Squirrel mail and http vulnerabilities


#1

Because of a recent site intrusion, I have a colleague that is now insists that all of our connections to squirrel mail or mailbox management be conducted through https. Well, I can connect to Squirrel webmail by implicitly typing https in the URL, but I don’t know how I can enforce this compliance from all my email users. Is there a way to limit web mail under my account to https? How serious is the vulnerability of typing email passwords into an http form?


#2

I think you’ll need Support to go in and tweak the config for your webmail.domain.tld address on your behalf so that any http requests are directed to https.


#3

You can go ahead and ask Support to be sure, but I don’t believe this is actually a setting which we can change on a per-domain basis.


#4

If that’s the case you could install your own webmail client so that you have the ability to force https on the webmail sub-domain. You’ll require an Unique IP and SSL certificate to get things running correctly.

A hack around this expense might be to turn off webmail for the domain which will free up the webmail subbie name and allow you to add your own webmail.domain.tld sub-domain as a redirect to https://webmail.dreamhost.com/src/login.php where users may be able to log in using their complete user@domain.com : password combo.

Please note that this workaround is just an on-the-spot thought – I haven’t actually tried this myself. Make sure you can login and read your mail at the dreamhost address over a testmail.domain.tld redirect before hacking away at your default webmail subbie.


#5

sXi’s suggestion should work, but users will be taken away from your own domain. This breaks the illusion of self-hosting.

You can also just add a subfolder “domain.com/webmail” and redirect it to https://webmail.domain.com. Though to cover users who use both http and https, you will also need to select Secure Hosting (not compatible with free CloudFlare), so they can go to either http://domain.com/webmail or https://domain.com/webmail. Secure Hosting by itself does not require a unique IP, only a trusted certificate does - and no DreamHost-hosted webmail has that anyway. Secure, just not trusted.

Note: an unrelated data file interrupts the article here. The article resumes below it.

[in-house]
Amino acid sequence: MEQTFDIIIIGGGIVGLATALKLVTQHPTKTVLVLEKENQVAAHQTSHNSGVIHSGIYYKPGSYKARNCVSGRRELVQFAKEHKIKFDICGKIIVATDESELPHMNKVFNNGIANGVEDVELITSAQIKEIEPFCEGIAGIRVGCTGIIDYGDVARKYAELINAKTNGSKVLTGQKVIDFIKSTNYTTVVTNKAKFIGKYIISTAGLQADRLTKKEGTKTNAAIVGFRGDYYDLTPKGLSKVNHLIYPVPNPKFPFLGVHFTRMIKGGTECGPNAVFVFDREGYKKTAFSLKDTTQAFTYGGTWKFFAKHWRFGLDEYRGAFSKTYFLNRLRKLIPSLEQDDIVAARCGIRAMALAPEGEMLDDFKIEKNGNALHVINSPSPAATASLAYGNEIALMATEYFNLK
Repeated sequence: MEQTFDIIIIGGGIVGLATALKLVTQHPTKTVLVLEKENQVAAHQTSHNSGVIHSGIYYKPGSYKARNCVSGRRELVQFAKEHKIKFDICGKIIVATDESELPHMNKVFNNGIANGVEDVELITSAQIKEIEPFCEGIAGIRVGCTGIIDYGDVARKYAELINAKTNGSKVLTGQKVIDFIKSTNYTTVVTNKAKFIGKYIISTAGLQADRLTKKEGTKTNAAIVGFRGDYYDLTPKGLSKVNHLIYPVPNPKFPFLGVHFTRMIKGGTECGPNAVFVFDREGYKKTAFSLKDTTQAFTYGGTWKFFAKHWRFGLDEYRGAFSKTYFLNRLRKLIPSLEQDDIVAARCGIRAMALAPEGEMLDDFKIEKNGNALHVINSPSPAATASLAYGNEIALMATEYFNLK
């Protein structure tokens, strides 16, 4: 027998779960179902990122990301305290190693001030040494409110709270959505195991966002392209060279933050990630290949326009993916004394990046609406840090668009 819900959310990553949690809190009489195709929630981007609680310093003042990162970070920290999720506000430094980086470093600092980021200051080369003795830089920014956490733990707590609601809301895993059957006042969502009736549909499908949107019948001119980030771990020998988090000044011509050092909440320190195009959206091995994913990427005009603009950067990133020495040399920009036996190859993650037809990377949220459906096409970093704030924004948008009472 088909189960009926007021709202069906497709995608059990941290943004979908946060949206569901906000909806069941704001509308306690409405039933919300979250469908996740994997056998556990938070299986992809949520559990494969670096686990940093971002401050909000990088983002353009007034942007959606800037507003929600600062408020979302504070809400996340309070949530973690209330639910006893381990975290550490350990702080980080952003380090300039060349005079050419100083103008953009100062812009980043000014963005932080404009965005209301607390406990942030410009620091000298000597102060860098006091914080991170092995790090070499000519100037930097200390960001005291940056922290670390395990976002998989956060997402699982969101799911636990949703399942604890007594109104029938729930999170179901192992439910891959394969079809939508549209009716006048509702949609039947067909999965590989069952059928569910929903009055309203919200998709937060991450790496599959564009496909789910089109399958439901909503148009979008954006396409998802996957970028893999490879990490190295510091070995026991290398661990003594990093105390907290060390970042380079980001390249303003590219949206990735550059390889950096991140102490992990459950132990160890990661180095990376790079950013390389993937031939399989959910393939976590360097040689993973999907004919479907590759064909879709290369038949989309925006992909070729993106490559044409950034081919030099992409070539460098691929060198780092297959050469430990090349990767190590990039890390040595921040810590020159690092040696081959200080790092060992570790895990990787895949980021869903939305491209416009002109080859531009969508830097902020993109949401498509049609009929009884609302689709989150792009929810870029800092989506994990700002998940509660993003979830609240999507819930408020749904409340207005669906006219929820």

In my case, I want a signed certificate for the assurance of my users - to eliminate the certificate errors. So, I:
1 - Installed my own copy of webmail at domain.com/WebMail (yea, I like the URL fancy),
(1b - created the folder domain.com/webmail with a redirect to https://www.domain.com/WebMail,)
2 - Enabled Secure Hosting on domain.com,
3 - Added a unique IP for a later trusted certificate (which also simplified setup before transferring DNS, since I already had a skeleton site elsewhere),
3 - Disabled the DreamHost webmail,
4 - Set up the domain webmail.domain.com as a forwarder to https://domain.com/WebMail,
5 - Enabled Secure Hosting on webmail.domain.com.

This works for now. I’ll see if it continues without issues after adding a trusted certificate, which I haven’t done yet.
Until #5, http://webmail.domain.com worked, but I got a “bad_httpd_conf” error when trying https://webmail.domain.com.

If someone has a better/simpler option, please add it to the thread. It seems the suggestion for purchased trusted certificates for the normal https://webmail.domain.com was rejected for lack of votes.


#6

We switched to gmail managed domains back in the spring 2013. Costs more but I can let Goggle manage security. Also, around that time, DH had a string of bad luck with email stability, which really put pressure on me to try something different.